Wednesday, March 2, 2011

Jackass 3D

I imagine that when production offices for Jackass 3D opened, the boys stood around, giggling about their upcoming plans, and then looking around and said, "Fuck me, has it really been ten years?" Time must fly when you're hitting each other in the sack and getting bit parts in shitty movies like Men in Black II. Yes, Jackass celebrated ten years of easy targets and dick jokes, to do so, they crafted their newest film in 3D.


I never watched the show when it was airing, back in the day. I had no time for such antics. In fact, I wasn't really even watching TV. Back in 1999-2000, I was reading Chuck Palahniuk, Naomi Klein's No Logo, and the design-fetish magazine Adbusters. Yes, I was knee-deep in anti-consumerism and trying to be a hipster before hipsters became hip. So, no I didn't have time for those boys. But then, I saw the movie, in 2002, and thus became a fan.

The grossout gags and wince-worthy stunts were not what drew me to Jackass. It wasn't their stupid games, or their plethora of celebrity cameos. No, it was the camaraderie. Saw what you will about the Jackass boys, but they are one of the tightest friend groups I've ever seen. When you do the things they do, you instantly bond with your cohorts, and you stick by them. Even after ten years, the core group remains the same, but with an extended family of friends and like-minded idiots.

The Jackass trilogy is a very careful ode to male friendship, and it's especially true of the third movie. After every painful stunt and every gross maneuver, the boys make sure the performer is okay and tell him how awesome he is. Nobody is safe from a punch to the face, no one is safe is from falling through a trap door into a pit of snakes. They always laugh about it and they always take care of each other. Nobody ever does anything out of spite or malice. They just want to be boys and have fun.

Of course, there are those that believe that the Jackass trilogy is an ode to arrested development, grown men in their thirties trying desperately to stay in Neverland, led by the braying Peter Pan called Johnny Knoxville. Even as adults, some of them with children (as shown in the credits crawl at the end), they laugh uncontrollably at farts and shit.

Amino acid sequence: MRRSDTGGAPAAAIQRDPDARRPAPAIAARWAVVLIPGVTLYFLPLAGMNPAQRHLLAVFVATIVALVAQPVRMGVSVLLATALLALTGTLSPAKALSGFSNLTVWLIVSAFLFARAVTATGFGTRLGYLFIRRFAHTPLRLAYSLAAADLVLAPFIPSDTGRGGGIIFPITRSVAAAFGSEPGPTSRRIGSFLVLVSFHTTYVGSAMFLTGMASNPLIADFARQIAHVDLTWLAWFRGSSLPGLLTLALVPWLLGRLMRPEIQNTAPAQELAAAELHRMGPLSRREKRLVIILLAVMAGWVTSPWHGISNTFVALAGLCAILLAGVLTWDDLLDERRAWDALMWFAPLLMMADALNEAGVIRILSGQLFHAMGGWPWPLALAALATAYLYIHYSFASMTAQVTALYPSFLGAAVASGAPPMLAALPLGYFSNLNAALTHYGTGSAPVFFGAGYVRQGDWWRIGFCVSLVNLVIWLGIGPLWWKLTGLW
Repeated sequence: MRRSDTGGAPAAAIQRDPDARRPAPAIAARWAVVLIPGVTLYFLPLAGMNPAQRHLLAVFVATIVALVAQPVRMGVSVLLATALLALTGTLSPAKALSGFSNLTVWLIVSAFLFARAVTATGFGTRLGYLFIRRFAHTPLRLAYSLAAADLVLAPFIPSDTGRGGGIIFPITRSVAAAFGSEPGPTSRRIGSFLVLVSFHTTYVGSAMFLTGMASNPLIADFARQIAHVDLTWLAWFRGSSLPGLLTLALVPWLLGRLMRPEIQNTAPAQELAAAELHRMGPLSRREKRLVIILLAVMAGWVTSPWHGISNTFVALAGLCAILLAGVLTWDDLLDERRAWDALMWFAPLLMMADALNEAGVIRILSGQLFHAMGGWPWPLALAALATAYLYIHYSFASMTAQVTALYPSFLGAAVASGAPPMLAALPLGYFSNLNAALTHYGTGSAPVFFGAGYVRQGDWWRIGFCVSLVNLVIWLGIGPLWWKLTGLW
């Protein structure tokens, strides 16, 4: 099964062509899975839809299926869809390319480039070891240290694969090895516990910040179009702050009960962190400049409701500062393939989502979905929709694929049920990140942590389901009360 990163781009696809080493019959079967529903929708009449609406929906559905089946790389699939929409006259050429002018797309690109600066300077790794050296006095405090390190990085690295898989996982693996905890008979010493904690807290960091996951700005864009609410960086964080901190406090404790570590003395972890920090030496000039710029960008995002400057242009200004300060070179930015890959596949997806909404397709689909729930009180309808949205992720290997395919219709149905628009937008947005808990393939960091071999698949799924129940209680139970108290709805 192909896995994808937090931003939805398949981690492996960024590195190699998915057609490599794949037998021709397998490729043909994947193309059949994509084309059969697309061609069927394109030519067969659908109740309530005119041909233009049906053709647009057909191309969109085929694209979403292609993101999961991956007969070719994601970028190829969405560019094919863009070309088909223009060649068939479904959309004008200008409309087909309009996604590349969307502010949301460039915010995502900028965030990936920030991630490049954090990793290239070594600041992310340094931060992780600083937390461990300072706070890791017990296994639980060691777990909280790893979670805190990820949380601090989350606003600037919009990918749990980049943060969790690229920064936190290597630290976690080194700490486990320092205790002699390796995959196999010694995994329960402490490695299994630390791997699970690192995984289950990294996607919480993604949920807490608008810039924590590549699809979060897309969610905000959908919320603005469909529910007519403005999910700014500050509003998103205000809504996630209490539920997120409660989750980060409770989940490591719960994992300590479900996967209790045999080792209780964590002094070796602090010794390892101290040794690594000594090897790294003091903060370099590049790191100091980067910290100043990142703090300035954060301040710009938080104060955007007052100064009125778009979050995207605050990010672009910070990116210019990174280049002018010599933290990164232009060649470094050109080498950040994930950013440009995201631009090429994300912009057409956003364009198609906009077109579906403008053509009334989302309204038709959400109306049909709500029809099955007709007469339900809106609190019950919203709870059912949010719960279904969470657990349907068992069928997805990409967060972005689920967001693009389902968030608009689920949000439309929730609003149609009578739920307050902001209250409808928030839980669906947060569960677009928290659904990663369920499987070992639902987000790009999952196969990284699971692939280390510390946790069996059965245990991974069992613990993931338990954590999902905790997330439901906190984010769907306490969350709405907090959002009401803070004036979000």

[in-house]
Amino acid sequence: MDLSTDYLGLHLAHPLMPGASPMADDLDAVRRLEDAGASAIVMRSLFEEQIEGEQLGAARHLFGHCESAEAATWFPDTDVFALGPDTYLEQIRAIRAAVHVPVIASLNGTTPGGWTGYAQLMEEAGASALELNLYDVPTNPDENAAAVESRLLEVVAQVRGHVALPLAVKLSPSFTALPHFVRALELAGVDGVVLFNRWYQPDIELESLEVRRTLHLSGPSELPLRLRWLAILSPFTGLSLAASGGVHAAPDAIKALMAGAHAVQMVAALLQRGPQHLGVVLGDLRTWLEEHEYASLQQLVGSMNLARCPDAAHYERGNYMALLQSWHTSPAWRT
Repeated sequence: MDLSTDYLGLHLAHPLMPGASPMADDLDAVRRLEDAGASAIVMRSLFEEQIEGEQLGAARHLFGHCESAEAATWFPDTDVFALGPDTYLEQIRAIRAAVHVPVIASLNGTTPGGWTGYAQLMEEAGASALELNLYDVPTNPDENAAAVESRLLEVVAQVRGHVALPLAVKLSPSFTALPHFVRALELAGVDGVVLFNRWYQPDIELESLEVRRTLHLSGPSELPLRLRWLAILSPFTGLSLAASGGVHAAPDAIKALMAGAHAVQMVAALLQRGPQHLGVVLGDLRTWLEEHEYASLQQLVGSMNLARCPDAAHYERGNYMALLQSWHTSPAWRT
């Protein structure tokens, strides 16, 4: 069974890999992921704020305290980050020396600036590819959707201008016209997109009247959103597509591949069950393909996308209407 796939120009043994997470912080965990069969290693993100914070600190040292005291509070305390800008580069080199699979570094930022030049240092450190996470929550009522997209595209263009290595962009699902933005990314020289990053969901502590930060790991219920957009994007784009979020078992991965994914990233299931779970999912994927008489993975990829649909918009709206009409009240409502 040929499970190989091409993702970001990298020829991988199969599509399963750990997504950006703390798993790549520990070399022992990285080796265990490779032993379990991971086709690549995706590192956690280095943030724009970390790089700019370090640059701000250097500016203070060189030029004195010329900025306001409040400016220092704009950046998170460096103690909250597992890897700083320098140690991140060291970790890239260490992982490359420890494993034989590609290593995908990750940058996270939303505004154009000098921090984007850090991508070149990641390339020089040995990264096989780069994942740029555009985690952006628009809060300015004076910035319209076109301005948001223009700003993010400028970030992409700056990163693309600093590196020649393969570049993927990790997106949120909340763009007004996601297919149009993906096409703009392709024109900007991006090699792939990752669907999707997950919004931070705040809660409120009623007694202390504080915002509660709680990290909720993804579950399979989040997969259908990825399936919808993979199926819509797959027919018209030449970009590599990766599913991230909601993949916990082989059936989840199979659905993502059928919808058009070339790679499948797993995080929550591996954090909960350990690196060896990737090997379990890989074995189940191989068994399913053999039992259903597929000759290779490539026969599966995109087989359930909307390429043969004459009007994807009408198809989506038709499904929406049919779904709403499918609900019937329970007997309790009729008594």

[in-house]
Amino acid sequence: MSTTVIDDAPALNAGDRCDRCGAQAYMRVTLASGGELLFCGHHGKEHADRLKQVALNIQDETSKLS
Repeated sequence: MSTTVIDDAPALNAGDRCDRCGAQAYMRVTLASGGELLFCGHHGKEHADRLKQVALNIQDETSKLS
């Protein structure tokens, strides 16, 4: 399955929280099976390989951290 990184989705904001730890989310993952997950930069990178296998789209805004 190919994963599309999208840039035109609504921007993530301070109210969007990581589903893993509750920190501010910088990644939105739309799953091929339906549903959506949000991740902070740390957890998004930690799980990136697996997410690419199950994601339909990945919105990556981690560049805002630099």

But is this so terrible? Is it so bad to laugh at scatological humour? Well, no. And yes at the same time. Will the Jackass crew find this stuff so hilarious when they are 50 or 60 or older? No doubt they will, but the fear is that their fanbase will grow up without them.

This leads me into the movie itself. I found Jackass 3D to be funny. But it wasn't as funny or cringe-worthy as the last movie. There are a couple different possibilities as to why I didn't find it as good.

1. The jokes aren't funny. The ideas have run out, and the boys are doing more extreme versions of stunts I saw eight years ago. Their well has gone dry. This makes the most sense. After ten years, how many times is an airborne port-a-potty filled with shit?

2. I'm desensitized. I've seen too much grossout humour and disgusting acts. The Jackass crew has been over-exposed and I've been over saturated with toilet humour. I'm not sure if this is especially true, because there were many instances where the boys themselves puke from the grossness of the acts. The acts are more extreme, and did often provoke revulsion in me. So it's not lack of sensitivity.

3. I'm older. It's true that I'm turning 27 years old this year, and I'm interested in different things than when I was 19 and seeing the first Jackass for the first time. I've done so many things and experienced new things, that maybe, like Andy in Toy Story 3, I'm putting away childish things for the next generation. This explanation as to why I didn't laugh makes me sad, actually.

I don't want to be old. I want to be a boy forever. Maybe that's an additional reason why I love the Jackass movies so much, in spite of me not laughing as hard this time. The crew allows me to experience being a rich child without any responsibilities and doing stupid shit for the amusement of myself and my friends. That's what a lot of men want to do, and we live through Jackass.

This is a fairly personal review of a movie about men hitting each other in the sack, but for a reason. I want to engage with this art on a personal level because the whole point of art like this is to engage the viewer on a personal level. There's no academia with Jackass, no intelligentsia, no status or class warfare. This is escapism that speaks to the inner child, and I should respond as such.

I still laughed a lot with Jackass 3D. There are absolutely stunning moments of comedy, such as when they get a bunch of superglue and start removing body hair. Or when Knoxville dresses as a grandpa and has public make out sessions with a girl in her twenties. Or a hallway with tazers suspended from the ceiling that the convicts must get through. Or when they get into the pen of a ram and try to soothe it with noise from a tuba. Or when a man successfully blows a dart through a tube using only the power of his farts. There are plenty of moments to love.

I wanted to love Jackass 3D but I ended up only liking it. Jackass 2 remains the best of the bunch, I'm afraid, if only because their budget was enormous and their stunts fairly insane. There were moments where I thought the boys would die and when they didn't, I felt the same relief as surely their friends did.

So that's 1000 words about why I liked Jackass 3D. I didn't love it because the ideas aren't as fresh, and I'm getting older, but I did like it because I want to be a boy forever, just like they will be, thanks to money and endorsements. Here's to you, Jackass boys for ten years of hitting yourself in the collective crotch.

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